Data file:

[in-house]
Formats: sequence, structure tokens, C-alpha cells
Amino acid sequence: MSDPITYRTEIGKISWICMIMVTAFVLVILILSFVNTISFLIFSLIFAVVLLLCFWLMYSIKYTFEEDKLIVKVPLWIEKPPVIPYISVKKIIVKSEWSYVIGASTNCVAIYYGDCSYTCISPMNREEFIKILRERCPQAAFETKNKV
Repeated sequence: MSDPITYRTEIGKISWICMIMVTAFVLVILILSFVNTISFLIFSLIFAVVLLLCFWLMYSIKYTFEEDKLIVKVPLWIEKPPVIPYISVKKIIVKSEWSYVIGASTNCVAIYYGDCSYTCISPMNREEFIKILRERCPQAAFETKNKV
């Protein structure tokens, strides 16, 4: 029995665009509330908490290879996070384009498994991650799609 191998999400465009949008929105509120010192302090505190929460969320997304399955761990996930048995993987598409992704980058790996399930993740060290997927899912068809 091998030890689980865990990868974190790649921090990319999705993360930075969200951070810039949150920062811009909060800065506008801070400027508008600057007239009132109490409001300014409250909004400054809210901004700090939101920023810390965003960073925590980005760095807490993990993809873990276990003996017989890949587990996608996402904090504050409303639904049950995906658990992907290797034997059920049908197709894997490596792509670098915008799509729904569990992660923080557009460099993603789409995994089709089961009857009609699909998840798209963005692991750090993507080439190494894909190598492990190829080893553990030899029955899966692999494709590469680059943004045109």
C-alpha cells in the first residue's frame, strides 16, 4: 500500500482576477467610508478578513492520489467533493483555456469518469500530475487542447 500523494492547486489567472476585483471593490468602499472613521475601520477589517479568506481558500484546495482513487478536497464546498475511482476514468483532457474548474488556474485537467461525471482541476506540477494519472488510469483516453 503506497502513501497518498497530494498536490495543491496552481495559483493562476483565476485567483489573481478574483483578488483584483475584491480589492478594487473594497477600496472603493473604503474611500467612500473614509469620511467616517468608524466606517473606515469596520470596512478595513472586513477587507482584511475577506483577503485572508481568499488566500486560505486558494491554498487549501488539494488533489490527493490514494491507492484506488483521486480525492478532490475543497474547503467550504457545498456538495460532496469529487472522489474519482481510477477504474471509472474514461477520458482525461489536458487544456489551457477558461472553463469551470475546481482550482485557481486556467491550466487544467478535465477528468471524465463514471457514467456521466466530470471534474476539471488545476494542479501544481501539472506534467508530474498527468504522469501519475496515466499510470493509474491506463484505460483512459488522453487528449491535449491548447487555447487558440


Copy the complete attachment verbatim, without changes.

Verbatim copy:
[in-house]
Formats: sequence, structure tokens, C-alpha cells
Amino acid sequence: MSDPITYRTEIGKISWICMIMVTAFVLVILILSFVNTISFLIFSLIFAVVLLLCFWLMYSIKYTFEEDKLIVKVPLWIEKPPVIPYISVKKIIVKSEWSYVIGASTNCVAIYYGDCSYTCISPMNREEFIKILRERCPQAAFETKNKV
Repeated sequence: MSDPITYRTEIGKISWICMIMVTAFVLVILILSFVNTISFLIFSLIFAVVLLLCFWLMYSIKYTFEEDKLIVKVPLWIEKPPVIPYISVKKIIVKSEWSYVIGASTNCVAIYYGDCSYTCISPMNREEFIKILRERCPQAAFETKNKV
């Protein structure tokens, strides 16, 4: 029995665009509330908490290879996070384009498994991650799609 191998999400465009949008929105509120010192302090505190929460969320997304399955761990996930048995993987598409992704980058790996399930993740060290997927899912068809 091998030890689980865990990868974190790649921090990319999705993360930075969200951070810039949150920062811009909060800065506008801070400027508008600057007239009132109490409001300014409250909004400054809210901004700090939101920023810390965003960073925590980005760095807490993990993809873990276990003996017989890949587990996608996402904090504050409303639904049950995906658990992907290797034997059920049908197709894997490596792509670098915008799509729904569990992660923080557009460099993603789409995994089709089961009857009609699909998840798209963005692991750090993507080439190494894909190598492990190829080893553990030899029955899966692999494709590469680059943004045109």
C-alpha cells in the first residue's frame, strides 16, 4: 500500500482576477467610508478578513492520489467533493483555456469518469500530475487542447 500523494492547486489567472476585483471593490468602499472613521475601520477589517479568506481558500484546495482513487478536497464546498475511482476514468483532457474548474488556474485537467461525471482541476506540477494519472488510469483516453 503506497502513501497518498497530494498536490495543491496552481495559483493562476483565476485567483489573481478574483483578488483584483475584491480589492478594487473594497477600496472603493473604503474611500467612500473614509469620511467616517468608524466606517473606515469596520470596512478595513472586513477587507482584511475577506483577503485572508481568499488566500486560505486558494491554498487549501488539494488533489490527493490514494491507492484506488483521486480525492478532490475543497474547503467550504457545498456538495460532496469529487472522489474519482481510477477504474471509472474514461477520458482525461489536458487544456489551457477558461472553463469551470475546481482550482485557481486556467491550466487544467478535465477528468471524465463514471457514467456521466466530470471534474476539471488545476494542479501544481501539472506534467508530474498527468504522469501519475496515466499510470493509474491506463484505460483512459488522453487528449491535449491548447487555447487558440